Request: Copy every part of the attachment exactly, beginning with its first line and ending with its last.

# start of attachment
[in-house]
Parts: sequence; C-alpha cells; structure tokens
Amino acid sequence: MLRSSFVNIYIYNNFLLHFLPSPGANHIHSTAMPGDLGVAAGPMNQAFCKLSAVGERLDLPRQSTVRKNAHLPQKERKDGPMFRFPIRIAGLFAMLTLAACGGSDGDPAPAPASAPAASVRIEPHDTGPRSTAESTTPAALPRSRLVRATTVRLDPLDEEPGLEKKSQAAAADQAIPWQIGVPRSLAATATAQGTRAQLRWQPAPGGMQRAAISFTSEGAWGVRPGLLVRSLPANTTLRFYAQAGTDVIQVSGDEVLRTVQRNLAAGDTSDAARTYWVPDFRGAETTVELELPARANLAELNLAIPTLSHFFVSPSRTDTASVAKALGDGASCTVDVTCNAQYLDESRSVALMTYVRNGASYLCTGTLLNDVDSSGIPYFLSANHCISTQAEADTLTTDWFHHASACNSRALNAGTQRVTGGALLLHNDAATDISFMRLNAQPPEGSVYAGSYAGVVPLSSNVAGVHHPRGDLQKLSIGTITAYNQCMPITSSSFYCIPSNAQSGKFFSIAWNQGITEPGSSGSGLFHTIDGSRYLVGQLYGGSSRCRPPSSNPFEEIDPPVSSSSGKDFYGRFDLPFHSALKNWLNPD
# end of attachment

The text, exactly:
[in-house]
Parts: sequence; C-alpha cells; structure tokens
Amino acid sequence: MLRSSFVNIYIYNNFLLHFLPSPGANHIHSTAMPGDLGVAAGPMNQAFCKLSAVGERLDLPRQSTVRKNAHLPQKERKDGPMFRFPIRIAGLFAMLTLAACGGSDGDPAPAPASAPAASVRIEPHDTGPRSTAESTTPAALPRSRLVRATTVRLDPLDEEPGLEKKSQAAAADQAIPWQIGVPRSLAATATAQGTRAQLRWQPAPGGMQRAAISFTSEGAWGVRPGLLVRSLPANTTLRFYAQAGTDVIQVSGDEVLRTVQRNLAAGDTSDAARTYWVPDFRGAETTVELELPARANLAELNLAIPTLSHFFVSPSRTDTASVAKALGDGASCTVDVTCNAQYLDESRSVALMTYVRNGASYLCTGTLLNDVDSSGIPYFLSANHCISTQAEADTLTTDWFHHASACNSRALNAGTQRVTGGALLLHNDAATDISFMRLNAQPPEGSVYAGSYAGVVPLSSNVAGVHHPRGDLQKLSIGTITAYNQCMPITSSSFYCIPSNAQSGKFFSIAWNQGITEPGSSGSGLFHTIDGSRYLVGQLYGGSSRCRPPSSNPFEEIDPPVSSSSGKDFYGRFDLPFHSALKNWLNPD